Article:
TUKWILA, Washington - The partisan pro-Sounders crowd at Starfire’s main stadium was teeming with life on Monday, booming out chants and actively engaging in bleachers that have rarely, if ever, been this packed for an academy match.
The Impact made sure it hardly mattered in the end. Playing in front of several hundred boisterous Sounders fans, the Montreal Impact were too disciplined, too efficient and ultimately too good. In only its second year in existence, the Impact is sending its U18 side to the final four.
Despite conceding the lion’s share of possession, the Impact made good use of its chances and defeated the Sounders U18s 3-0 in the Development Academy quarterfinal knockout stage. After a group-formatted playoff round in Indiana last month, the Impact were the last to get through the quarterfinal stage to set the field for the U18 final four in Carson, California later this month. PDA, FC Dallas and Bethesda-Olney are the other three challengers.
On balance, Montreal can’t be ignored as candidates to win its first Development Academy title. The Impact escaped a playoff group that featured the talent-rich L.A. Galaxy in June, and mowing through the Sounders in their own back yard will serve notice to the rest of the field in Los Angeles later this month.
The Impact academy was only founded in time for the 2012-13 season, and the U18s missed the playoffs with a losing record last year. A season later, Montreal finished third in the Northeast Division and is the only side left in the field to finish outside the top 10 in the Development Academy during the regular season.
From out of the playoffs to a title contender in a year. The Impact have already had quite a ride.
“Fantastic for the Sounders to get a crowd like this,” Impact U18 coach Jason Di Tullio said. “We’re not used to this. Last year was a year where we put principles in place. We continued working on it, we believed in it and it works.”
The Sounders pressed hard from the opening gun, leaning primarily on the speed of target striker Satoshi Chaffin and the guile of attacking midfielder David Olsen to unlock the pesky Impact back line. But even as the Sounders zealously hogged possession and pushed hard on the Impact defense, it never faltered. The Impact back line was sturdy, with fullbacks Mitchel Bringolf and Aron Mkungilwa holding down the flanks, lanky keeper David Paulmin patrolling between the pipes and center back Mele Temguia providing the defensive cornerstone. The Sounders never could pick the lock.
That opened the door for the Impact’s first, which came deeply against the run of play from midfielder Marco Dominguez, who powered home a blast inside the near corner to beat Paul Christensen for a 1-0 edge in the 33rd minute. The boisterous crowd was almost as stunned as the previously dominant Sounders. They’d have to play the rest of the game from the back foot.
“We knew that Seattle was going to come out flying,” Di Tullio said. “But we’ve worked on it all year that no matter what happens, sticking to the game plan because we believe in what we do. We believe in what the Montreal Impact is all about, and it’s allowed us to be successful and win games.”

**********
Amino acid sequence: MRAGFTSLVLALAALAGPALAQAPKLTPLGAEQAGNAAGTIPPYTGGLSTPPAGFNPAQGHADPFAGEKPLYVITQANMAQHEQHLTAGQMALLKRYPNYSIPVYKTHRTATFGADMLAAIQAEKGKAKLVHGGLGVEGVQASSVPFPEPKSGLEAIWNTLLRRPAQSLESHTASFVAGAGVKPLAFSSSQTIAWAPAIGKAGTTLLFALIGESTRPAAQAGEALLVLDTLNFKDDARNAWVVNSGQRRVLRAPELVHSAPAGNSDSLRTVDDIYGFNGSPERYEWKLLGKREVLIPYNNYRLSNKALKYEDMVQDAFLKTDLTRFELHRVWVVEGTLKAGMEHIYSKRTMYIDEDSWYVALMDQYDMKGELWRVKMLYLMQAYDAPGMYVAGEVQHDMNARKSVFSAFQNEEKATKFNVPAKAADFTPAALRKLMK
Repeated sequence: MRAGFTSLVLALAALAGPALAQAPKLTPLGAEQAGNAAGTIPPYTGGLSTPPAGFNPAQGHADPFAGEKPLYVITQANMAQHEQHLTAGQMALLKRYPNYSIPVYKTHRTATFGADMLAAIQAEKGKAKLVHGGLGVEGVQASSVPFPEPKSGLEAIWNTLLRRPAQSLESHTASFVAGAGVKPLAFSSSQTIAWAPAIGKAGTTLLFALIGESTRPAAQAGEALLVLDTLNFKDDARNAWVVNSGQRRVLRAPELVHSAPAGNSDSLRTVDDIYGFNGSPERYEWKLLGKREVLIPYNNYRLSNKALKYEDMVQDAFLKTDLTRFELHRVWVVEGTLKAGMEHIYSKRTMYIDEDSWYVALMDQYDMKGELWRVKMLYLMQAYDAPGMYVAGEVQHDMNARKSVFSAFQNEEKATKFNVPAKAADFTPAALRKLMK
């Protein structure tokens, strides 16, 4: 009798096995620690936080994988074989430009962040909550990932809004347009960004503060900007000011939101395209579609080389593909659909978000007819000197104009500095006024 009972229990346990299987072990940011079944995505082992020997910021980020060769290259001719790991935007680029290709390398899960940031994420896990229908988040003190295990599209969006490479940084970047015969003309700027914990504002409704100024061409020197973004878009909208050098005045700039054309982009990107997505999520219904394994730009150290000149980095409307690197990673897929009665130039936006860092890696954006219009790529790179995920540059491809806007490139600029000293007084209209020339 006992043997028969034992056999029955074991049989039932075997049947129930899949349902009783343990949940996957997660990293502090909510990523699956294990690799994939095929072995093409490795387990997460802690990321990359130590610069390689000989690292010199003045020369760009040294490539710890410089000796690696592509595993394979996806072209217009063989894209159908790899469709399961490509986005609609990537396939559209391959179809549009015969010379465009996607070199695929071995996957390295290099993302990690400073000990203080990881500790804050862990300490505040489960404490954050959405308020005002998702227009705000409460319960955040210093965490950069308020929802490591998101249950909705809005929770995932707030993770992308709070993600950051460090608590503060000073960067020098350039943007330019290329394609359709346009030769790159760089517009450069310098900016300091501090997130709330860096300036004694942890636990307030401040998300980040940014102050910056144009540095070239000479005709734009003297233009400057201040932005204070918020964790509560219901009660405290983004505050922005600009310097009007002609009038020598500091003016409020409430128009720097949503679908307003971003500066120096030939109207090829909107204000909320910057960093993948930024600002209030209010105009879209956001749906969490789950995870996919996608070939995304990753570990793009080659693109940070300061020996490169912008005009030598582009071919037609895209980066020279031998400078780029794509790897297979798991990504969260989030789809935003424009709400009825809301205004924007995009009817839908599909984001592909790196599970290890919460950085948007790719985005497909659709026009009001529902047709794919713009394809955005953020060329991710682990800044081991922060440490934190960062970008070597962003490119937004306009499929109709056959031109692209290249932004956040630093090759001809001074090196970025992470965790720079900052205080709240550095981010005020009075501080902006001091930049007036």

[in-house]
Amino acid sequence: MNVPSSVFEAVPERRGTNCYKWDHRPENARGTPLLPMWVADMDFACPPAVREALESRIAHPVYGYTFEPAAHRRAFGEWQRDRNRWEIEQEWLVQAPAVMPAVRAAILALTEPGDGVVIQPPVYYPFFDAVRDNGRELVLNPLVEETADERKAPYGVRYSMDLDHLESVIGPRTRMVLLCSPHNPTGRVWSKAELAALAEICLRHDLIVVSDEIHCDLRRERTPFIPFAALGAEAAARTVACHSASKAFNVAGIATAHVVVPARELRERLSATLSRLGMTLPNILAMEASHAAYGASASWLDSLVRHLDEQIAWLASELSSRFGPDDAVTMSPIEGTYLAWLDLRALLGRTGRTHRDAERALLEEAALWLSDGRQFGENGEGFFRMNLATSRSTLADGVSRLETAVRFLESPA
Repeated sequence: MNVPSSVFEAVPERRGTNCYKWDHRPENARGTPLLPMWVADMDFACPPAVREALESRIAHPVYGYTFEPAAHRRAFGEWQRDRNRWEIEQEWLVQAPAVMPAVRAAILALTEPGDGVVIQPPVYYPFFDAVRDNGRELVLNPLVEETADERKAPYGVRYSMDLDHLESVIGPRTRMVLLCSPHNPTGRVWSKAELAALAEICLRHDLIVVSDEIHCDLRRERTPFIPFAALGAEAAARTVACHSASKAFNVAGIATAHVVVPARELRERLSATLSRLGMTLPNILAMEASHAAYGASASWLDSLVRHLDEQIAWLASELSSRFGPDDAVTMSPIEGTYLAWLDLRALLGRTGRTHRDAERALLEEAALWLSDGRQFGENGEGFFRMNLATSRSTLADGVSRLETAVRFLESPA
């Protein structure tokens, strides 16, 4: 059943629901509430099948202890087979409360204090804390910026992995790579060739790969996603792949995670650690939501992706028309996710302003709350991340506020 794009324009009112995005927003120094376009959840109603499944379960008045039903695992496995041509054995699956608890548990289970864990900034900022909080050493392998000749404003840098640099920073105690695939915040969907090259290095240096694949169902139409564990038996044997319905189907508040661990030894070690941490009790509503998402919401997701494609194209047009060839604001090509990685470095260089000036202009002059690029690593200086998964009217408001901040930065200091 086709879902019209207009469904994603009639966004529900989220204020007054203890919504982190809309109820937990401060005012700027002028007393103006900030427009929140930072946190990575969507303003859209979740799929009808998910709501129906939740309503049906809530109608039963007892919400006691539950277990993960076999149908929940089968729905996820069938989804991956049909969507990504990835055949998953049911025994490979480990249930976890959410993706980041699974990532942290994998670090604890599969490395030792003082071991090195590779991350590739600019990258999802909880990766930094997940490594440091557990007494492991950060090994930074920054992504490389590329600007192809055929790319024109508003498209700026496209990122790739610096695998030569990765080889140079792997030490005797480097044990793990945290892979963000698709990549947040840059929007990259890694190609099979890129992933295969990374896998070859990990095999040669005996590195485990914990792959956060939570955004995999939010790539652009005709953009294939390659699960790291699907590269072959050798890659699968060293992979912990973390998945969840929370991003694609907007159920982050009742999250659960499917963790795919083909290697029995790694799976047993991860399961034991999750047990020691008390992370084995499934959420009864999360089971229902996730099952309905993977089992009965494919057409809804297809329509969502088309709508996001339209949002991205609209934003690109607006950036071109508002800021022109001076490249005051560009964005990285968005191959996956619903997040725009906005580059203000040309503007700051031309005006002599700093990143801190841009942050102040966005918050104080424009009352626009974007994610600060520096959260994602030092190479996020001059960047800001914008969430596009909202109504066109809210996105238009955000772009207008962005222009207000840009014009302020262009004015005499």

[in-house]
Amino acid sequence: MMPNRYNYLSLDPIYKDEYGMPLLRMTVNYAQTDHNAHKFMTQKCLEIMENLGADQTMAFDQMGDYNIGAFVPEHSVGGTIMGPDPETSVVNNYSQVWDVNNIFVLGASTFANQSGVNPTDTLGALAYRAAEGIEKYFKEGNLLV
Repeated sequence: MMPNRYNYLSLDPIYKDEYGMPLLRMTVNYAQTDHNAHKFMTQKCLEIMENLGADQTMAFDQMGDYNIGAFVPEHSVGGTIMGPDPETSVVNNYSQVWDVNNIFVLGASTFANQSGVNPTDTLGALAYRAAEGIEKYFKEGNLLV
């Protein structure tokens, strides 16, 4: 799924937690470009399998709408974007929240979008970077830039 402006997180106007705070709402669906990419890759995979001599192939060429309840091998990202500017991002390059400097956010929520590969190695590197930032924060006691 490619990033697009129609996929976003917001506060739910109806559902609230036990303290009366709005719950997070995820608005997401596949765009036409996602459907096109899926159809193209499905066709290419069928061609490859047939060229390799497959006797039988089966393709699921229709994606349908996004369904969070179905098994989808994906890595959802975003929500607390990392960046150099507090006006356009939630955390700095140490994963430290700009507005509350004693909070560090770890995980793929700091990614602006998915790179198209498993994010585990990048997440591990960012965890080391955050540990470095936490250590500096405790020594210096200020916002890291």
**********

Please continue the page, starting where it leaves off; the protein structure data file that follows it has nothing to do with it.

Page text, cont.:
The Impact took that lead into halftime, and despite redoubled effort from the Sounders, the Impact bagged another in the 53rd when leading scorer Fabio Morelli whipped off a mazy run and finished in the opposite corner past a diving Christensen to double the advantage. Sounders coach Dick McCormick subbed on attackers Adeseyi Adekoya and Victor Mansaray late, but to no avail. The Impact cleared off every attack.
They added a final exclamation point in the first minute of stoppage time when late sub Samuel Duffek tapped in a short-range effort to make the outcome certain. The Impact are headed to L.A., and they go with every expectation of winning a trophy.
“Of course, that’s why we play the game,” Di Tullio said. “I believe in these players, and we’re going to prepare like we’ve done. It’s all about having extra games for development. In the end, that’s why we’re all here. They’re learning how to play, and they’re learning how to win.”
U18 quarterfinal roundup
The Sounders-Impact meeting was only one in a round of four nation-wide knockout matches that decided the national fates of the final four that convenes in Los Angeles later this month. Earlier in the day, FC Dallas, PDA and Bethesda-Olney each punched tickets to the show.
FC Dallas’ 3-2 victory over the Colorado Rush was undoubtedly the most heart-stopping of the trio. In Dallas, FCD took a 2-0 lead into the final half hour on goals from Santiago Agudelo and Antonio Aguilar, but the Rush controversially clawed their way back into the game with two successfully taken penalties in the span of 10 minutes. The game wound into extra time when Agudelo popped up with a dramatic game-winner in the 94th minute.
Maryland club Bethesda-Olney continued its charmed season by popping up with a pair of goals in extra time to down Chivas USA 2-0. After a scoreless regulation, Jake Rozhansky broke the deadlock in the 95th minute with a goal from 22 yards. That was enough, but Daniel Kaiser added a final exclamation point with a goal in the 105th to push the highest scoring club in the academy into the semifinals.
PDA’s matchup was perhaps the most unenviable. Shattuck-St. Mary’s came through the group stage after downing 2013 national champ New York Red Bulls, and the Minnesota club was the only non-MLS club to make the final eight in each of the past two seasons. PDA brushed that aside by taking a 2-0 lead, weathering a goal to cut it in half and then adding the capper for a 3-1 victory to move onto the final four.